Women in Tech Festival panel shares ideas and strategies to make girls and women aware of the possibilities of tech careers - at all ages
At the Women in Technology Festival, Neha Batra, Head of Business Solutions at Dominos Pizza, UK & I and Emily Hall-Strutt, Director of Next Tech Girls, discussed how to inspire more girls and young women to consider a technology career. At the moment, girls make up around half of science A-level entries but only 23% in physics, 37% in maths and 15% in computing. Fewer than a fifth of engineering and computing undergraduates are women. Where girls do pursue sciences, they focus on caring - medicine and veterinary sciences are heavily dominated by young women.
Interestingly, recent research also suggests that girls are put off pursuing these subjects because they know they will be in a minority. Neha Batra explained that, where she grew up in India, the opposite is true.
"Where I come from there is a pressure to learn science and technology," she said. "It's a no brainer for that side of the world."
Alas on this side of the world it isn't so. Teenage girls ruling themselves out of well-paid occupations on the basis of misconceptions about what those occupations involve is upsetting. The "tech nerd" stereotype isn't just annoying and out of date - it's powerful and damaging to both the individuals missing out on opportunities and also the companies failing to engage talent. As Batra commented:
"This the best time to be in tech! When I joined, I had to work nine to five in an office at a desk. Now there are so many more options. And it's not just coding. It's business analysis, it's AI. All of us who are in some way connected to tech, or to the tech community we should share our experiences. You don't need to be a nerd!"
Emily Hall-Strutt explains why she thinks schools might be - unintentionally - perpetuating some of these stereotypes. There was widespread agreement threaded throughout the discussion that the present curriculum is wholly inadequate at attracting students or equipping them with the kind of transferable skills that the industry requires.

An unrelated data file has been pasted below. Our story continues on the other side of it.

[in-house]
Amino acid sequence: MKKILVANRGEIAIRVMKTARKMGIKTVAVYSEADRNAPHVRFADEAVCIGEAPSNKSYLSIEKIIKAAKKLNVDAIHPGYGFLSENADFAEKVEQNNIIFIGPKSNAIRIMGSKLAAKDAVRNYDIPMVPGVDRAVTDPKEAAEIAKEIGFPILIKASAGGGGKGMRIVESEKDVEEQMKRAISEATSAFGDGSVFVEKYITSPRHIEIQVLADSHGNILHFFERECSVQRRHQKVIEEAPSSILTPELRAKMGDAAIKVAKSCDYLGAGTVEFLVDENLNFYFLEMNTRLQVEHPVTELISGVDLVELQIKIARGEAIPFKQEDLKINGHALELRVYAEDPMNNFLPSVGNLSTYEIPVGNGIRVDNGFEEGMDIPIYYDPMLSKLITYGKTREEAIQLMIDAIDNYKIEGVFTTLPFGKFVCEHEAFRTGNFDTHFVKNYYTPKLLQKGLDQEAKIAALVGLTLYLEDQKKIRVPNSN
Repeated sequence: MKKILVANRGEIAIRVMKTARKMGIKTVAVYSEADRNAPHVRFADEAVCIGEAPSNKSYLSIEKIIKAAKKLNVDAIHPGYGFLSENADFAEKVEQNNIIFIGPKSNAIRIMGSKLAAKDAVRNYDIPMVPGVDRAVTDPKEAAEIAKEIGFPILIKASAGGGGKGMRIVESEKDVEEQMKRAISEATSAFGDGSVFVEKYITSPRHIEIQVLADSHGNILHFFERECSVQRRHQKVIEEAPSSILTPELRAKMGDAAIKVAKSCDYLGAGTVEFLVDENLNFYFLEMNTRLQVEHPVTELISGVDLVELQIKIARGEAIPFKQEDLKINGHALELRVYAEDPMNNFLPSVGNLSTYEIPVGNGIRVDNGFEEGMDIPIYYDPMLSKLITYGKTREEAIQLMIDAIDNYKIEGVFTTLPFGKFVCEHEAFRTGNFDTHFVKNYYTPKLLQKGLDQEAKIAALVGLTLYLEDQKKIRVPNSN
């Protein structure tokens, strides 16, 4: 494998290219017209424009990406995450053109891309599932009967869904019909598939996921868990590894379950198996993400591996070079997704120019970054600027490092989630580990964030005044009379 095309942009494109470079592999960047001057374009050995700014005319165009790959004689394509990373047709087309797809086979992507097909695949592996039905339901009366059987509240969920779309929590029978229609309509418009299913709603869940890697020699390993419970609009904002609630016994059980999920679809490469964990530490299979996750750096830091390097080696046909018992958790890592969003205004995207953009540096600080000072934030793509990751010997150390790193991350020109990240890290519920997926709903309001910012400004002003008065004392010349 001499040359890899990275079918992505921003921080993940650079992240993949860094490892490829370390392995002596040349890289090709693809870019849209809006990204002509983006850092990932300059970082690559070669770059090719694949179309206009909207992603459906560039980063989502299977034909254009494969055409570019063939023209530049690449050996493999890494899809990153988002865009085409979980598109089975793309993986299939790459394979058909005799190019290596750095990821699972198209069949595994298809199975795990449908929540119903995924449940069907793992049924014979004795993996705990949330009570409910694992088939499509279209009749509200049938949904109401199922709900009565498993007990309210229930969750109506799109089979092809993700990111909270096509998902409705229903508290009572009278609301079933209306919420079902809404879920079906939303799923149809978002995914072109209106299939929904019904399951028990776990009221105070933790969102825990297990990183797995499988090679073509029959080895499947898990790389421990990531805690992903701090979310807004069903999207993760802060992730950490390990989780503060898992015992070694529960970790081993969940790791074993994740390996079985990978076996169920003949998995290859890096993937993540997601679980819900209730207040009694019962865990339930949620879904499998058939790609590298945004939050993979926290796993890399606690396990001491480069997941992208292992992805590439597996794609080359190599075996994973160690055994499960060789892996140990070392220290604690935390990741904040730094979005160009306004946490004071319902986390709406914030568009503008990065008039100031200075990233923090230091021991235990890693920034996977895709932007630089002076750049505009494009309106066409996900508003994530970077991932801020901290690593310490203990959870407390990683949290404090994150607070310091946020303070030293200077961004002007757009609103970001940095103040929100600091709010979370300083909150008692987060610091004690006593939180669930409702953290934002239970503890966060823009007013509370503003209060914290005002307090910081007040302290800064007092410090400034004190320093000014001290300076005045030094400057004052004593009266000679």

"The computing curriculum focuses quite heavily on the kinds of skills that you might need if you did want to become a software developer or maybe work in IT support. It doesn't look at product management. It doesn't look at UX design. It doesn't look at so many of the other roles that exist in tech that might appeal to lots of people."
Hall-Strutt also made the point that girls have generally limited access to female tech role models. You can't blame young people for thinking that you have to be a macho white man to succeed in tech when that's exactly what the tech industry keeps telling them via its imagery and messaging.
"We try to show that, yes women are underrepresented in tech, but there are lots of women working in tech and they all have such great variety of experience and come from lots of different educational and ethnic backgrounds. I think it's really important for girls to see those women. People like Elon Musk and Mark Zuckerberg perpetuate that myth that they are the kind of person that you need to be succeed in tech.
"We hope that every girl who looks at our social media or goes to one of our events or does a work experience placement will see or speak to a woman who they can relate to and who they can also see themselves potentially following in their footsteps."